(navigation image)
Home American Libraries | Canadian Libraries | Universal Library | Community Texts | Project Gutenberg | Children's Library | Biodiversity Heritage Library | Additional Collections
Search: Advanced Search
Anonymous User (login or join us)
Upload
See other formats

Full text of "Handbook Of Chemical Engineering - I"

234                               CHEMICAL ENGINEERING
breadth and thickness. It is possible to conceive a fragmental grain having the shape of a long disk with no very sensible thickness which would just pass an aperture in a diagonal position. Grains of this shape regardless of their breadth and thickness will pass the apertures only in the direction of the longest axis. The limit for these grains is as has already been stated that they will just pass the apertures or just refuse to pass . them in the case of square apertures in a diagonal position. In these cases the points of contact or near contact may for practical purposes be considered reduced to two.
Definition of Perfect Grading Device According to Diameter.It is perfectly evident that one element of screens is positive or rigid, that is the apertures of any two screens which take part in a grading rigidly limits the over and under size. On the other hand, the trial for different axial positions is haphazard. Grains which will pass the apertures in -only one or a few positions seldom get' this opportunity. Pines and pieces markedly smaller than the apertures of the pair of screens with the smallest opening will be readily eliminated but not the .pieces near the size of these openings. In good commercial grading a screen size will appear to consist almost entirely of grains of the size of the apertures in the screen with the smaller holes of the pair taking part in the grading.
In all cases of commercial grading the eye is in the end the sole and final criterion of grading. If the pieces comprising the grading appear to be all of a size the work is regarded as sufficiently good. The use of hand screens to test the work of power screens does little more than satisfy the eye as must be evident upon reflection. As will be shown later perfect work cannot be done by any motion imparted to a screen either by hand or power although the more prolonged the screening movements the nearer perfection and the former should be the better. Power screens are all more or less deficient in providing the complicated movements necessary for approaching nearly perfect grading. In most power-driven machines the means for progressing the material are the most important. In others where some attempt is made to duplicate the complexity of movement to be obtained by hand screening the imitation is not carried far enough or near enough to the hand movements to obtain much useful result. All such complexity also often adds to the wear and tear of the screen and the actuating mechanism. Where tonnage is the desideratum rather than perfection of screening the simplest possible progressive means usually provides for screening means which are sufficiently good provided the screening device is not overloaded.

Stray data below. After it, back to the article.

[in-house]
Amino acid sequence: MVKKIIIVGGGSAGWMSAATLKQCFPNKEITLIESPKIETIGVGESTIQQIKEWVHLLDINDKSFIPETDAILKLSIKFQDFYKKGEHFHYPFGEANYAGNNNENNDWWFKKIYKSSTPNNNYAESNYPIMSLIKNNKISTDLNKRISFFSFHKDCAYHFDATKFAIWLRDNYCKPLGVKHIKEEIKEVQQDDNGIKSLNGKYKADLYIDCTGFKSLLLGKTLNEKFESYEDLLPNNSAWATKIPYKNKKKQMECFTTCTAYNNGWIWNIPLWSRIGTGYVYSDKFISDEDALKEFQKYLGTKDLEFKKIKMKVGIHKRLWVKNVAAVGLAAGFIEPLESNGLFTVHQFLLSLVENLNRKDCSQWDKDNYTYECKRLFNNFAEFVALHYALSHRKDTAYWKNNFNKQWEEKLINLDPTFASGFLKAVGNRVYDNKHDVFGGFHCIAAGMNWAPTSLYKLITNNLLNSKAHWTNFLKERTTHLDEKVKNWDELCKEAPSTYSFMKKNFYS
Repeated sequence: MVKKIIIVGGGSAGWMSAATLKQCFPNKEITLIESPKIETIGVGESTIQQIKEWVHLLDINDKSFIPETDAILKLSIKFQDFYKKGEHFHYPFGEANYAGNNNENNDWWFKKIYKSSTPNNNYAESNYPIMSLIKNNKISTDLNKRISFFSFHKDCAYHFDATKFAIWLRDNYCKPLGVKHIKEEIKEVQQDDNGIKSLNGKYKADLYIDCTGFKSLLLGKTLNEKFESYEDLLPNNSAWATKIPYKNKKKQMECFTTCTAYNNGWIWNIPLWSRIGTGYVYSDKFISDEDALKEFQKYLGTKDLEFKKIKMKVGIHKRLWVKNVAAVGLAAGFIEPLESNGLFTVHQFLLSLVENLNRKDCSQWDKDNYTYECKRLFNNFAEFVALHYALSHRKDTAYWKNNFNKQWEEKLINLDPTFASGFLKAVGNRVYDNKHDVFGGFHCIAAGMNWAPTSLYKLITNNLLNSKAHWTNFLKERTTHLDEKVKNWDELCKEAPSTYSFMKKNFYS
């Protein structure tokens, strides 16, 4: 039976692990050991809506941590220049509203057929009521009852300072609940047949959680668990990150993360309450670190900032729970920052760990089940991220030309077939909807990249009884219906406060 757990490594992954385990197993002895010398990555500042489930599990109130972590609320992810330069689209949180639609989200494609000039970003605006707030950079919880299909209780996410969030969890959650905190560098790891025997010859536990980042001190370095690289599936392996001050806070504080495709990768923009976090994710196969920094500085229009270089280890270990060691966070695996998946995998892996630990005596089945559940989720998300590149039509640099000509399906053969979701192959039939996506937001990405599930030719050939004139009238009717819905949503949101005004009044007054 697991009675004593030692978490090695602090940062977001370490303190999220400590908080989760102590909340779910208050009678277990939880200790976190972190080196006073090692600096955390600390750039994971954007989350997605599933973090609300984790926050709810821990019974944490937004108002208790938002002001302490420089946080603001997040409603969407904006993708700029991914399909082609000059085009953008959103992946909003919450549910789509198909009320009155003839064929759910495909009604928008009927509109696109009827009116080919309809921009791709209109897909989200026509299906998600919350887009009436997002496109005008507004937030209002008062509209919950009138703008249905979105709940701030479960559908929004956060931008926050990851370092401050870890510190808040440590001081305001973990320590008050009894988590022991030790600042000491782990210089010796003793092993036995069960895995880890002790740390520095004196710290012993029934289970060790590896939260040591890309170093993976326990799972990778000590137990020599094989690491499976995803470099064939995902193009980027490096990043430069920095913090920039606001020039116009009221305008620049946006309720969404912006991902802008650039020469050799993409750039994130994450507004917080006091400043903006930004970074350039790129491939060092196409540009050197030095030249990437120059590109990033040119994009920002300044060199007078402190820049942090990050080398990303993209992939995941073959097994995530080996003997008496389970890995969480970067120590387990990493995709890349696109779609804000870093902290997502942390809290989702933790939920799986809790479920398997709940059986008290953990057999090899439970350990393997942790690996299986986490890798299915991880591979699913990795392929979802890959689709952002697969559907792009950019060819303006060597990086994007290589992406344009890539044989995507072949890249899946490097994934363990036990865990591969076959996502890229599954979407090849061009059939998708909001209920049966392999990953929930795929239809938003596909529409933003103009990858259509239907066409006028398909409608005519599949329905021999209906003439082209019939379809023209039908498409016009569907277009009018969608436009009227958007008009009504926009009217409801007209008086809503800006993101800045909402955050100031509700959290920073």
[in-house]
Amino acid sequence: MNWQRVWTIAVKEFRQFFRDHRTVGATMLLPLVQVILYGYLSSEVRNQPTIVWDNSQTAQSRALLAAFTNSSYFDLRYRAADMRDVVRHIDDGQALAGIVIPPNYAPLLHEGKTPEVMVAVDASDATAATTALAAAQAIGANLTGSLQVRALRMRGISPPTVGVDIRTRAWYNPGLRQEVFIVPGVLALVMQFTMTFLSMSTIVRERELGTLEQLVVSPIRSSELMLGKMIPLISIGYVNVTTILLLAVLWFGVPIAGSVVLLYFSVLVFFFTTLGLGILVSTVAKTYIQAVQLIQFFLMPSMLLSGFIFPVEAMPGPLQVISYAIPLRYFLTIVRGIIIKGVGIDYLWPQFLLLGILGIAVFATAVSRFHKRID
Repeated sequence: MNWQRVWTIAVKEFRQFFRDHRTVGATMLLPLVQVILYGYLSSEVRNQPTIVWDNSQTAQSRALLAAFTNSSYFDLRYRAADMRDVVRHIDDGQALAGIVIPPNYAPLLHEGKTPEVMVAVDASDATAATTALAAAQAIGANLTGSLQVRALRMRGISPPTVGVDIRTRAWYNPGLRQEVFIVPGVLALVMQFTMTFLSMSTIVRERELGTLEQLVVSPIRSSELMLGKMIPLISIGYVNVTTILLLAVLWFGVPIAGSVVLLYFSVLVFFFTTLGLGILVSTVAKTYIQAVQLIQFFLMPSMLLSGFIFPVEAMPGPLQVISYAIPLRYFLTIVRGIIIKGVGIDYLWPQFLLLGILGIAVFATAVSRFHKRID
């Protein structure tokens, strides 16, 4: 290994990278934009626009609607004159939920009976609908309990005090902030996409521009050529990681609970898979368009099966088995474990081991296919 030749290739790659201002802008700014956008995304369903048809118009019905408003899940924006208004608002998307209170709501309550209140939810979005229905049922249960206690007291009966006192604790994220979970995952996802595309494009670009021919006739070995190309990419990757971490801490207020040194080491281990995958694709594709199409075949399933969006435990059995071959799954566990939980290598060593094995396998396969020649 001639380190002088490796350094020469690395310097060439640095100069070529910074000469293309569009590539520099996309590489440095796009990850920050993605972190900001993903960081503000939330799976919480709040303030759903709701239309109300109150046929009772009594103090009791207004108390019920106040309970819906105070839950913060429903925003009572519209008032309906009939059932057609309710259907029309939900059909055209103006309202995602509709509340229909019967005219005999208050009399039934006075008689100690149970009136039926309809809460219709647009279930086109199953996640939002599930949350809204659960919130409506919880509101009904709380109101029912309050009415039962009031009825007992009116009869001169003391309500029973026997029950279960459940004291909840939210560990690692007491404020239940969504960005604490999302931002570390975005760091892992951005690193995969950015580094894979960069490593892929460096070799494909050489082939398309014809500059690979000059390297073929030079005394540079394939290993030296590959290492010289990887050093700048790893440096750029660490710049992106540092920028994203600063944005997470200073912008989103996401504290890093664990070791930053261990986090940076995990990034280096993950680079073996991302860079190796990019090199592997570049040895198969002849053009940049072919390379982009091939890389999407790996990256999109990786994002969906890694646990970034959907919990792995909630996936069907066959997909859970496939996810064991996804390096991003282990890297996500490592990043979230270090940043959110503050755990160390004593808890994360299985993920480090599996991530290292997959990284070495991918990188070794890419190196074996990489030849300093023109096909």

In the most precise commercial grading, the best work being done in the abrasive industry, the efficiency of the work does not run much over 75 per cent. As shown by hand-screen testing the work is better than this, in some cases over 90 per cent. In making this statement about efficiency perfect work is the criterion and not the usual test work done by hand screens.
A perfect grading device according to diameter would be one which rigidly limits the size as screens do and which gives each grain a trial at the apertures in a multitude of axial presentations so as to make sure that every grain which can possibly go through the apertures does so. There is of course no screening device on the market which provides this positive action but other things being equal the nearer the screening device approaches this Ultima Thule the better it is.
Shape of Fragments.Most material on being comminuted by crushing or shredding usually breaks up into fragments which have the same general shape in all the sizes. In the case of rock and ore crushing or other hard and resistant material the fragments are more angular in the coarser sizes and more rounded in the finer sizes. Where material breaks into fragments which to the casual